A number of changes will be made to the supplementary National Senior Certificate (NSC) examinations and its structure in South Africa. Currently, a student who fails or wishes to rewrite a finals paper must write a set of supplementary exam papers in March of the following year.

From 2019 onwards, however, the regulations will be amended so and the month for resits changed to June. This applies to students writing final Matric exams next year and onwards.

The Department of Basic Education (DBE) states that these changes are being made in response to the problem of many learners failing to turn up in March for the resits. “We have noted that on average around 40 000 learners who enroll for supplementary examinations every year do not turn up to write the examinations,” the Department says. “This results in massive wasteful expenditure.”

The Department also explains that the new system will give learners enough time to revise their work thoroughly and be as prepared as possible for the supplementary exams.

“By having these examinations in June, there will adequate time for revision and learners can make use of the comprehensive support material provided [by] the Second Chance matric support program,” the DBE said. “This will also allow learners to the opportunity to rewrite as many subjects as they want as opposed to the current two subjects allowed.”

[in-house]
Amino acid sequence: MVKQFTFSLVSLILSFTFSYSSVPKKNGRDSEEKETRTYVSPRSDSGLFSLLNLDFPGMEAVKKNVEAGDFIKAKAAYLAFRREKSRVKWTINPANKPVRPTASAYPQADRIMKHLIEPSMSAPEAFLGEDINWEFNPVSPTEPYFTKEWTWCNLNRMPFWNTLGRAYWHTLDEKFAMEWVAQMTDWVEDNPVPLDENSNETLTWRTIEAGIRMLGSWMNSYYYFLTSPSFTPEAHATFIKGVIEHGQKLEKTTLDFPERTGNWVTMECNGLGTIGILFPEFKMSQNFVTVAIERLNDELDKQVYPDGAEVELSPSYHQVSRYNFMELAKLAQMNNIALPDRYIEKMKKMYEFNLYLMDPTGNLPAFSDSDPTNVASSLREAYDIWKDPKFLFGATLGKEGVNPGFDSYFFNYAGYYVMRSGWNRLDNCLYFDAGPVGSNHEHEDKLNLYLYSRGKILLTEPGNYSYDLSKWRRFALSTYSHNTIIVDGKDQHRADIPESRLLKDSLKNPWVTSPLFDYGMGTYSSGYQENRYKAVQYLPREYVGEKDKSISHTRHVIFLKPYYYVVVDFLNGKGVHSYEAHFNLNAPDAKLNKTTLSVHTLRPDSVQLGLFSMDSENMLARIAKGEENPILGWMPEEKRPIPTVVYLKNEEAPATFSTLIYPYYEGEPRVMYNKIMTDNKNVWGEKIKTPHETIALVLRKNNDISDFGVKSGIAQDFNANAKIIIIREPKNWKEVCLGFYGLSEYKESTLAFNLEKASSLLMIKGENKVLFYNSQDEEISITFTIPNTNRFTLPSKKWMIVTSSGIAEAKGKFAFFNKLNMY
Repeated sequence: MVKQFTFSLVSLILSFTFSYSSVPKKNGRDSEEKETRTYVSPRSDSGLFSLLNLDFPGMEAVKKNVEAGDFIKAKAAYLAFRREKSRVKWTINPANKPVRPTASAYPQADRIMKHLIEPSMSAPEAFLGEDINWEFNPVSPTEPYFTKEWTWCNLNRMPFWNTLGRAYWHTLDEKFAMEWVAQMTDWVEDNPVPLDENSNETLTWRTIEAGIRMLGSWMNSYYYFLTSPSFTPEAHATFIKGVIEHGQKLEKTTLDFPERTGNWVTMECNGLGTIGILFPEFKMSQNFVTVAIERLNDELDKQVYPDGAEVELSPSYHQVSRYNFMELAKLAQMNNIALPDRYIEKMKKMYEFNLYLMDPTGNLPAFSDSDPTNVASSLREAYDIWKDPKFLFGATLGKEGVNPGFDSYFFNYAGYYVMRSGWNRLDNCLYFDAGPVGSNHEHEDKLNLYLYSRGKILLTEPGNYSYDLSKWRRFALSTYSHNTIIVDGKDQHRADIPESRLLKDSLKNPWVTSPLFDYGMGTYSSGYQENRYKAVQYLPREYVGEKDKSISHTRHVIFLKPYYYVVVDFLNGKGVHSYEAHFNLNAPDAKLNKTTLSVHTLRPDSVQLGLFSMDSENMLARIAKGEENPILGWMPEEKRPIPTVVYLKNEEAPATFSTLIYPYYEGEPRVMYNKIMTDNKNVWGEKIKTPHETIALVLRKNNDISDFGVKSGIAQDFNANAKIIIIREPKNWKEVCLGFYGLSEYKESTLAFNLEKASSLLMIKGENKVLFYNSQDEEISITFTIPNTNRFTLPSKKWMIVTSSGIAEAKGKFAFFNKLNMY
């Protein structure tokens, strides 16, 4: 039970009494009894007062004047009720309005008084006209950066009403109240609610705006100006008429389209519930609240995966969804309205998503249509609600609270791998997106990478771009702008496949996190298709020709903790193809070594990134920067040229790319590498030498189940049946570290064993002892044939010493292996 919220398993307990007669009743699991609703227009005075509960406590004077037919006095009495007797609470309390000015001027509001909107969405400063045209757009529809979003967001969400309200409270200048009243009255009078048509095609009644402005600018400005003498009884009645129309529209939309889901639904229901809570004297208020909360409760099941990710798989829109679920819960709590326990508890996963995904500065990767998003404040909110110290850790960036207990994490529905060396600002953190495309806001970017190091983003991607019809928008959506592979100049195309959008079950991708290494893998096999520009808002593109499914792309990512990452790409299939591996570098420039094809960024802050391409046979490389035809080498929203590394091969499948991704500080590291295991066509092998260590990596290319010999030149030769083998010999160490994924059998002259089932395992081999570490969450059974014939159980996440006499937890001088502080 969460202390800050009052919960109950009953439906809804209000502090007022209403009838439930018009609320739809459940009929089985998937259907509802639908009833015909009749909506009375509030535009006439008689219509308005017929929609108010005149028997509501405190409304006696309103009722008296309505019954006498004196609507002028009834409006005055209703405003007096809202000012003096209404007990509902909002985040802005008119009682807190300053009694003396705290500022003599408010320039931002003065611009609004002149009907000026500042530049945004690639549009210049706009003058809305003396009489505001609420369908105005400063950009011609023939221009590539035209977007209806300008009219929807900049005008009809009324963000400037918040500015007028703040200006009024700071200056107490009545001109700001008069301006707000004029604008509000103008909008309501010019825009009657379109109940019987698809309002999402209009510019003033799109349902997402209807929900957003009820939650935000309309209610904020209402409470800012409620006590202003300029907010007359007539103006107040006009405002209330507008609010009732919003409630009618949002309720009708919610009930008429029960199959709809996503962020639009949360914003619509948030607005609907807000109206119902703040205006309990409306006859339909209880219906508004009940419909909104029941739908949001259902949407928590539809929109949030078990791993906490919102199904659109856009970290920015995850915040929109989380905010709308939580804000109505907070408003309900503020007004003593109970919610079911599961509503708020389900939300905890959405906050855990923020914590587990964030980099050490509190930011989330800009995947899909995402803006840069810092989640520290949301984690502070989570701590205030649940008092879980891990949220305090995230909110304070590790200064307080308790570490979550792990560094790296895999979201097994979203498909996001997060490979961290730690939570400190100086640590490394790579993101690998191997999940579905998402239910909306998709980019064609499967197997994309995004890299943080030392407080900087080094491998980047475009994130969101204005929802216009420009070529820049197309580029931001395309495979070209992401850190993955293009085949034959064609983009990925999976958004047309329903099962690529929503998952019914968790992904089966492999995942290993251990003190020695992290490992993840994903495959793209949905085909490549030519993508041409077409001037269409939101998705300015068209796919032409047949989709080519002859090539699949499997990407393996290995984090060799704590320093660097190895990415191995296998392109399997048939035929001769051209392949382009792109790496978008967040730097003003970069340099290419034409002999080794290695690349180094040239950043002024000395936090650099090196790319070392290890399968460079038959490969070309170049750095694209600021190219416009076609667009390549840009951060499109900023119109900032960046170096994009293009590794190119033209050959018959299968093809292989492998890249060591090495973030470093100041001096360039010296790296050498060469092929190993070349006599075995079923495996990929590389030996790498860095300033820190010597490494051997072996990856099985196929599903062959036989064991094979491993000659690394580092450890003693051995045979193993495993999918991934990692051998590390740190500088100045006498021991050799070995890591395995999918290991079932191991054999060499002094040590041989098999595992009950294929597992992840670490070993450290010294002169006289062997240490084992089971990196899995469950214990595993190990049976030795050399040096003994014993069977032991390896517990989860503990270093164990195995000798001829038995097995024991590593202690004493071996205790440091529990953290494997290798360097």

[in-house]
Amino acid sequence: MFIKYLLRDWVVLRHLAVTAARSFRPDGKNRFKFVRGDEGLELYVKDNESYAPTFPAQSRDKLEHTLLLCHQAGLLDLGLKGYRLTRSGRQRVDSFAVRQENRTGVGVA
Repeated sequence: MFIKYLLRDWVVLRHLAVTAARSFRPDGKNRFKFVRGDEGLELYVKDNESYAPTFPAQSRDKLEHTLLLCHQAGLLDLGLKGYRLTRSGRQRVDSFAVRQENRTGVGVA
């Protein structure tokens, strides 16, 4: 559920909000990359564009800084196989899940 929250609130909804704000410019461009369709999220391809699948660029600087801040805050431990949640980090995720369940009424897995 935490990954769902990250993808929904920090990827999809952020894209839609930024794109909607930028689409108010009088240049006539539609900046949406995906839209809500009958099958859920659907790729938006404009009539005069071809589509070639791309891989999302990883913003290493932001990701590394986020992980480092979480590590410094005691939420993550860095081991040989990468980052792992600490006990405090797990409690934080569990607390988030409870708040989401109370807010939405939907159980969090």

In 2018, the number of learners who wrote supplementary exams and obtained the NSCs increased from 401 435 to 411 523.

In September, the Minister of Basic Education, Angie Motshekga, announced that South African schools will also have new and interesting subjects as options in the future.

These include Kiswahili, Marine Sciences and Coding.

READ: Possible new subjects for SA schools

Picture: Unsplash

Article written by

Lucinda Dordley

Lucinda is a hard news writer who occasionally dabbles in lifestyle writing, and recent journalism graduate. She is a proud intersectional feminist, and is passionate about actively creating a world which is free of discrimination and inequality.